On 9/10/01 I had very little interest in politics. I didn't care who was president. I didn't care who our Congresspeople were. Politicians were petty and incompetents who were only interested in their own selfish ends and their distorted partisanship. But I was beginning to change my mind about President George W. Bush. I hadn't voted for him. I had no reason to like him.
I'll never forget my amazement when I heard him on the radio shortly after we knew we were under attack by al Qaeda. He made a call for America's response and he named it a "Crusade"! That word rang like a very, very loud and harsh bell in my brain. Crusade? Is that what this will be?

I hadn't made any negative judgments of W's use of that word. But I noted that he never used it again. And I've come to admire this president's leadership. As I say, I hadn't been interested much in politics. So I hadn't really been able to appreciate how the country became unified in the aftermath of 9/11. It merely seemed natural to me.
But I now knew that America was indeed at war. And I knew that it was a very strange war. It was a war that many people refused to recognize. One could not openly speak of this war in the workplace for fear of offending someone who thought it was really George W. Bush's war and not America's war at all. One never knew if the person in the workplace was #1 or #2 in my above identification of responses.

But this seems wrong to me. I don't think I should be intimidated by what others may be offended by. I have a right to be proud of my country and to make my stand with this president and my country's answer of war. So I proudly display an 8 x 10" glossy picture of W at my desk. I get different responses from co-workers. I don't see that it's my place to go picking for a fight with co-workers over our president and this war in Iraq and the Global War on Terror. But I have a right to quietly make my allegiances known on my desk.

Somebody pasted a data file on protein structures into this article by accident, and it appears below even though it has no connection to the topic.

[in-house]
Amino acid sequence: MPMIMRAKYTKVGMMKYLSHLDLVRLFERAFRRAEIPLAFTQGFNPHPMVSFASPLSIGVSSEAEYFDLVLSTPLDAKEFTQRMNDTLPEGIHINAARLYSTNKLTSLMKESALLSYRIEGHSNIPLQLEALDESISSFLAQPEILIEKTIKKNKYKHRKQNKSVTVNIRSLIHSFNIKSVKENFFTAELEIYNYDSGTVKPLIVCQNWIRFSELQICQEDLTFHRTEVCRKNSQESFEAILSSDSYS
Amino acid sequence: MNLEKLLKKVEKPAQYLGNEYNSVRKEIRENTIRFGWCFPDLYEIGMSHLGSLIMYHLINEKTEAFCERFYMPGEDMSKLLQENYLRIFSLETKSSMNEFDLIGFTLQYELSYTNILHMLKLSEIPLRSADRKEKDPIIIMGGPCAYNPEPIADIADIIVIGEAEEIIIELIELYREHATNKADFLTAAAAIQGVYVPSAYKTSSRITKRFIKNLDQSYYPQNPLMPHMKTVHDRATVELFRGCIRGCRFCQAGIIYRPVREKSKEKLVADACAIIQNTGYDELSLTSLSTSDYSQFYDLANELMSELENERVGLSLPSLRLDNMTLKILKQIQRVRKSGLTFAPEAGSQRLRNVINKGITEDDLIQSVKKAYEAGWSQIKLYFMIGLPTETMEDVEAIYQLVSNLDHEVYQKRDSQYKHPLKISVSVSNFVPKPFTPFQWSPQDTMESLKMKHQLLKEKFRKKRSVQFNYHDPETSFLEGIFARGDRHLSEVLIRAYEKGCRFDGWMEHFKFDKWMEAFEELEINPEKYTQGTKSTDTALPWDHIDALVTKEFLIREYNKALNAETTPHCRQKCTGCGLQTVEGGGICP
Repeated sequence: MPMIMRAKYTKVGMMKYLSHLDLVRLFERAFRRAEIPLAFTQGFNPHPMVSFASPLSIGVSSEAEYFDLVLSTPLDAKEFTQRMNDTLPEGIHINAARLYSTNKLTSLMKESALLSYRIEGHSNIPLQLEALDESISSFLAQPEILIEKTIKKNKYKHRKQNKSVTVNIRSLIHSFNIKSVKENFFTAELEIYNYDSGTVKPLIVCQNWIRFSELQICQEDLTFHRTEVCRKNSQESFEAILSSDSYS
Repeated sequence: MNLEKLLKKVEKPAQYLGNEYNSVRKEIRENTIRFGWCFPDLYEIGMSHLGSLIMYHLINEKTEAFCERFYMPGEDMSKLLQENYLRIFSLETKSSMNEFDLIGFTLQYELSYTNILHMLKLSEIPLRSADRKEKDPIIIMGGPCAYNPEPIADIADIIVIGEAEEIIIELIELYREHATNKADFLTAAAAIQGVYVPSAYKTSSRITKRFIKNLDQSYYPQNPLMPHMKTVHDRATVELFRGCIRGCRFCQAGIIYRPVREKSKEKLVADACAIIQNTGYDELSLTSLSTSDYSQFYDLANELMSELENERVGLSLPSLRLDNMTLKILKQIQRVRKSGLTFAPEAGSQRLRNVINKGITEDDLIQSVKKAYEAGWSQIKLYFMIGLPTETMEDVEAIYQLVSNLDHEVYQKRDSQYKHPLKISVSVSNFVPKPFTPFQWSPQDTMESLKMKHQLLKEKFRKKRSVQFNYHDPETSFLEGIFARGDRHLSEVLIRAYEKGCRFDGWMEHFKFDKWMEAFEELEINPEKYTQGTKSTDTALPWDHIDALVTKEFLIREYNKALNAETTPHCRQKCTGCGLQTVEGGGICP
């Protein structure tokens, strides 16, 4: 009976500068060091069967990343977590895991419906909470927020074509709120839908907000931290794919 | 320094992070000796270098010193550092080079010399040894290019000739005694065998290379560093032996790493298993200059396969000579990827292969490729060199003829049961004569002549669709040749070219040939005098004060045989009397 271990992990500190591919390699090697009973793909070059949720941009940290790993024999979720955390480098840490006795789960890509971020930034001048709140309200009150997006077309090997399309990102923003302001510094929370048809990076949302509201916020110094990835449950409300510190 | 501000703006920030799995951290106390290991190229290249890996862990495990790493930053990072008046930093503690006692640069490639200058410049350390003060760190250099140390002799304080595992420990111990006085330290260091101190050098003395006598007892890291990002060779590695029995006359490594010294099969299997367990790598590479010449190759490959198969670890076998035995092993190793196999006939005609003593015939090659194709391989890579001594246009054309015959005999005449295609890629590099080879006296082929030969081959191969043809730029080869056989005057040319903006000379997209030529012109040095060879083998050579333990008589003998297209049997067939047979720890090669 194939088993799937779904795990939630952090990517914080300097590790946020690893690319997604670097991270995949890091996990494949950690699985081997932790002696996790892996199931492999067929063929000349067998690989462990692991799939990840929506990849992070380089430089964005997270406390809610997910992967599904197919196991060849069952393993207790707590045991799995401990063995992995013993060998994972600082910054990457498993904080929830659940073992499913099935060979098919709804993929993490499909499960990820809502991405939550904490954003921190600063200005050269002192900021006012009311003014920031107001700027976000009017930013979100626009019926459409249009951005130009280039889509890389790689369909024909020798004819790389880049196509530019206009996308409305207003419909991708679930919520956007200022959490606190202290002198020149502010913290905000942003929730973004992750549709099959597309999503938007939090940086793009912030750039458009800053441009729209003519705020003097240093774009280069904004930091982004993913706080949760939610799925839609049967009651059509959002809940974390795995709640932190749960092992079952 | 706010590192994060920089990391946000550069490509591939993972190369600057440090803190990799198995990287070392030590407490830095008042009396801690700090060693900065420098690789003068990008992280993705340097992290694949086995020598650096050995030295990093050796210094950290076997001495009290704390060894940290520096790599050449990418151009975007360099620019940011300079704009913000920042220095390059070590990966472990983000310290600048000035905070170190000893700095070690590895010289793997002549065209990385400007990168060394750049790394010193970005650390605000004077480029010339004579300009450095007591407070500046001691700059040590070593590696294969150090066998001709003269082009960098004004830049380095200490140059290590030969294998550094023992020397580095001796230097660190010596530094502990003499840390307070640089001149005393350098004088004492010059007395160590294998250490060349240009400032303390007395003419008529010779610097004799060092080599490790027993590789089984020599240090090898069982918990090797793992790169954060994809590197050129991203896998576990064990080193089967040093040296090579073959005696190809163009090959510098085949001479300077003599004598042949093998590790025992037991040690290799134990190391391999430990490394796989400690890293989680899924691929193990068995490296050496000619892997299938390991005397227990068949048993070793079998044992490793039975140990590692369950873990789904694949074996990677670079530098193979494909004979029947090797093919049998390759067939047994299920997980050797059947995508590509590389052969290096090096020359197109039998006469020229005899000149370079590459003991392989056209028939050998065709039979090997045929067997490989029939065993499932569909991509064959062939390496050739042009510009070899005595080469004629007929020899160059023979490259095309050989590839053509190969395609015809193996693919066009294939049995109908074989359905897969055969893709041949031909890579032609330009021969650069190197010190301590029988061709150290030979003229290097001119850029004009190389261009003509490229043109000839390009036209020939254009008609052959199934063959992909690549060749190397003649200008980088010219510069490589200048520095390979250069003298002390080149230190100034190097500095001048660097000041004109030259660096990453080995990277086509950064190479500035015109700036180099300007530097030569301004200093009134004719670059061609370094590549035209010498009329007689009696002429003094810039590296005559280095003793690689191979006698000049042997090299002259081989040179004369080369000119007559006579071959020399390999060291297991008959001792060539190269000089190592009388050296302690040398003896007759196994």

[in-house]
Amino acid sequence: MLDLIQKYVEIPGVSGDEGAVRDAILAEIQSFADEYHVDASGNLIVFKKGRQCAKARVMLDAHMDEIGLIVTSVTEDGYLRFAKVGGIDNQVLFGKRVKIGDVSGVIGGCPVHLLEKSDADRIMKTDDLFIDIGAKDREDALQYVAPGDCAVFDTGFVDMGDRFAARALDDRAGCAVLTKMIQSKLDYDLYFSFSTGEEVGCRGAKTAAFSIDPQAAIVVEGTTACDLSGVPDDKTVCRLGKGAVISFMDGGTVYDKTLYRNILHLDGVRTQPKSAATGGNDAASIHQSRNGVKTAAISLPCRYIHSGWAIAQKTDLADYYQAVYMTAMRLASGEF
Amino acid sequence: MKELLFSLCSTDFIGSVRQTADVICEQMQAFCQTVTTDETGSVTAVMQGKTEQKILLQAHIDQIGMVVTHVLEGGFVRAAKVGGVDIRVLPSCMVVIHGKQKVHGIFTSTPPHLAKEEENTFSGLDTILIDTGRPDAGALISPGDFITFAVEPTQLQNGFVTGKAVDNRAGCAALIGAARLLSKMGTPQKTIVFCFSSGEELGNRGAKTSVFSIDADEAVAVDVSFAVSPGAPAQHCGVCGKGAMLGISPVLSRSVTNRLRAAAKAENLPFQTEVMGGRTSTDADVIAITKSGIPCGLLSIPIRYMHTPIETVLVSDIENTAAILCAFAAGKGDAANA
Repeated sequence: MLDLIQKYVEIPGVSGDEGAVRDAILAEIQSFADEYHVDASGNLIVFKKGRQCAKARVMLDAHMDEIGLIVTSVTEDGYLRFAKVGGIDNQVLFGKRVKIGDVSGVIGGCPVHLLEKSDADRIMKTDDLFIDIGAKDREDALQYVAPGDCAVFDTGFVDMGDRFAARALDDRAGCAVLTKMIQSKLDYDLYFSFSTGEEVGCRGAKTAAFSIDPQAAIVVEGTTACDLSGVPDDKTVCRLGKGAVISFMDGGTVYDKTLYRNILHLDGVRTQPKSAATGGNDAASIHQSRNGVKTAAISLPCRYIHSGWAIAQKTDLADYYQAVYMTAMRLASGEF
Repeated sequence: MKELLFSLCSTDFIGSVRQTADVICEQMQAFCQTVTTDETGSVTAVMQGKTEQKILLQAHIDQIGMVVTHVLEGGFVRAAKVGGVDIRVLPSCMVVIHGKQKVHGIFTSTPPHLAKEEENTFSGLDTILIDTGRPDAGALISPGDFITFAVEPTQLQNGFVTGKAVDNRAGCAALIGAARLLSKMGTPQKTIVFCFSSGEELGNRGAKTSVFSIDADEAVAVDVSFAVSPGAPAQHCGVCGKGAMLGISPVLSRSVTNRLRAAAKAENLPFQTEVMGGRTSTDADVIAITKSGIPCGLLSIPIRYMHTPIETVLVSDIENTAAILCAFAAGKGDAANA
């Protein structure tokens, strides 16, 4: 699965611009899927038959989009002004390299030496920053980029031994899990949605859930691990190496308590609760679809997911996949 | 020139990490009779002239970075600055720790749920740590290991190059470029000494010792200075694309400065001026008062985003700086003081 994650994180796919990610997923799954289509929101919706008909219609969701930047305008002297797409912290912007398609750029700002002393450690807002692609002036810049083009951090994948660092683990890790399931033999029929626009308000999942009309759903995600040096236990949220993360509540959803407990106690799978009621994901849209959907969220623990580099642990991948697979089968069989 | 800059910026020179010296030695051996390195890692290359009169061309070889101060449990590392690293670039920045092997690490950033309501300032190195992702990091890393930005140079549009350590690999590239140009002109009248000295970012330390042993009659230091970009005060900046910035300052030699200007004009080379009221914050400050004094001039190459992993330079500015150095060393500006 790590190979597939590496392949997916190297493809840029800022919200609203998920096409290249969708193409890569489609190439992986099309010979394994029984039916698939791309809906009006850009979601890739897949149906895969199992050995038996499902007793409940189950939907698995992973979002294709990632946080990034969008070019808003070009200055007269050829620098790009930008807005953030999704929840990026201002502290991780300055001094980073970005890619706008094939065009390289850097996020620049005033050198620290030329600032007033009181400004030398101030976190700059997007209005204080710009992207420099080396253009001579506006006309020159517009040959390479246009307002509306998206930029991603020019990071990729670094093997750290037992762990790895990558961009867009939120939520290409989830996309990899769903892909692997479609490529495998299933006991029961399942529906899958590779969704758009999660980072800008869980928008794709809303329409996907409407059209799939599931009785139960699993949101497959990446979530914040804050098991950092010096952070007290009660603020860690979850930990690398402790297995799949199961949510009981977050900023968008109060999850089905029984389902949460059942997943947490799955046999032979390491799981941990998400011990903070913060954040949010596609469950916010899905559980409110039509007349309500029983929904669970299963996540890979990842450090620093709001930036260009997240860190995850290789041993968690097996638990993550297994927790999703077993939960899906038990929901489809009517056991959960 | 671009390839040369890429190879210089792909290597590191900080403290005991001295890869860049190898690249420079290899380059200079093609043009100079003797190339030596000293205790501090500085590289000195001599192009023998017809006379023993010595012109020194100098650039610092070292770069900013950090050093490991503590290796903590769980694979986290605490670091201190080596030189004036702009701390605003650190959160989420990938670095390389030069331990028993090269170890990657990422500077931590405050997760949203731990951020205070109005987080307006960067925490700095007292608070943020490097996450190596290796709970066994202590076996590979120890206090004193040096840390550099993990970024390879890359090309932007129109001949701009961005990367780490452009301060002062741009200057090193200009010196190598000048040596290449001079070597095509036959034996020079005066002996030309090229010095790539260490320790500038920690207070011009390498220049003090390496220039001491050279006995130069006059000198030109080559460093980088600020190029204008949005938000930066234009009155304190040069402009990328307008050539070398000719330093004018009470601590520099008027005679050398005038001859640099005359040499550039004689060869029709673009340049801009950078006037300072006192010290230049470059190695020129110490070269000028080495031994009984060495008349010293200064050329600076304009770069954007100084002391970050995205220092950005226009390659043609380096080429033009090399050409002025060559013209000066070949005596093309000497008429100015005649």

And I've come to believe that in light of the shameful leftist bias in the msm, my ability to express my ideas and feelings in this blog are really, in a small way, my way of fighting the war against those who would destroy America. This blog is a tool for me to learn all the better what I believe and also to disseminate information through the blogosphere that the msm would quash or ignore.

War is a purifier. It pushes the boundaries of what were to new positions. This is much more than a war of bullets and bombs and jumbo jets. It is a war of ideas.

You'll find mine right here at pinkmonkeybird.


  • At 12:40 AM, Blogger Sandy said…

    Good on you pmb for making your views known. I am always amazed to discover that half of this nation thinks the other half truly wants to starve kids and old people. The more they have to encounter conservatives, the better chance the stereotype may die.

  • At 1:06 AM, Blogger pinkmonkeybird said…

    Good point, Sandy.
    And as I keep trying to remind myself and others, if a former Independent/Democrat like myself can objectively turn into a devoted Republican Conservative, more can do the same.